If its undying guest be lost for ever?
Oh! let us keep the soul embalmed and pure
In living virtue-that when both must sever,
Although corruption may our fame consume,
The immortal spirit in the skies may bloom!

Thomas Moore.


(From "LALLA ROOKн.")

ONE morn a Peri at the gate

Of Eden stood disconsolate;

And as she listened to the Springs

Of Life within, like music flowing,
And caught the light upon her wings
Through the half-open portal glowing,
She wept to think her recreant race
Should e'er have lost that glorious place!
"How happy," exclaimed this child of air,
"Are the holy Spirits who wander there,

Mid flowers that never shall fade or fall;

Though mine are the gardens of earth and sea, And the stars themselves have flowers for me, One blossom of Heaven outblooms them all!


Though sunny the Lake of cool Cashmere, With its plane-tree isle reflected clear,

And sweetly the founts of that Valley fall; Though bright are the waters of Sing-su-hay, And the golden floods that thitherward stray, Yet-oh! 'tis only the Blest can say


How the waters of Heaven outshine them all!

Go, wing thy flight from star to star, From world to luminous world, as far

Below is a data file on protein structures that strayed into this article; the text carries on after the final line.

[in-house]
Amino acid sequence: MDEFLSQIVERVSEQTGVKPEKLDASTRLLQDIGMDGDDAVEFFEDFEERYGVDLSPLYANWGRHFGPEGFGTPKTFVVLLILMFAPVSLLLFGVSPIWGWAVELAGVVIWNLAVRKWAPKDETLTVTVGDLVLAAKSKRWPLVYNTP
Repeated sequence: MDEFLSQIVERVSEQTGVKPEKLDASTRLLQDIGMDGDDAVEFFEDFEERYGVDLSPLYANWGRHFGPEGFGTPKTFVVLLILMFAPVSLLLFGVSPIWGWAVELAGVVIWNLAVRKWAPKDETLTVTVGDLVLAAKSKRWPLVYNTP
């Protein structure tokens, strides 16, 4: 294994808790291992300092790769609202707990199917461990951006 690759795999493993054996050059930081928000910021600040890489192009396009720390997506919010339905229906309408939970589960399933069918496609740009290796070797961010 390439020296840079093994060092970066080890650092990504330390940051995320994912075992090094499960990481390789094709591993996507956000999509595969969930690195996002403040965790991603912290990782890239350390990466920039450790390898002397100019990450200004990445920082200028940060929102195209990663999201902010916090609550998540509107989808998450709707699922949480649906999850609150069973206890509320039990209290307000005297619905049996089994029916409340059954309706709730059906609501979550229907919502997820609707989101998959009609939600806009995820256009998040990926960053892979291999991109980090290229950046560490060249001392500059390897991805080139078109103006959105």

As the universe spreads its flaming wall; Take all the pleasures of all the spheres, And multiply each through endless years,

One minute of Heaven is worth them all!"

The glorious Angel, who was keeping
The gates of Light, beheld her weeping;
And, as he nearer drew and listened
To her sad song, a tear-drop glistened
Within his eyelids, like the spray

From Eden's fountain, when it lies
On the blue flower, which-Brahmins say—
Blooms nowhere but in Paradise.

"Nymph of a fair but erring line!"
Gently he said " One hope is thine.
"Tis written in the Book of Fate,
The Peri yet may be forgiven

Who brings to this Eternal gate

The Gift that is most dear to Heaven !

Go, seek it, and redeem thy sin-
'Tis sweet to let the pardoned in !”

Rapidly as comets run

To th' embraces of the sun ;-
Fleeter than the starry brands
Flung at night from angel hands
At those dark and daring sprites
Who would climb th' empyreal heights,
Down the blue vault the Peri flies,

And, lighted earthward by a glance

That just then broke from morning's eyes,
Hung hov'ring o'er our world's expanse.

But whither shall the Spirit go

To find this gift for Heaven?—"I know
The wealth," she cries, of

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every urn In which unnumbered rubies burn, Beneath the pillars of Chilminar;

I know where the Isles of Perfume are,
Many a fathom down in the sea,
To the south of sun-bright Araby;
I know, too, where the Genii hid
The jewelled cup of their King Jamshid,
With Life's elixir sparkling high-

But gifts like these are not for the sky.
Where was there ever a gem that shone
Like the steps of Allah's wonderful Throne?
And the Drops of Life-oh! what would they be
In the boundless Deep of Eternity?"

While thus she mused, her pinions fann'd
The air of that sweet Indian land,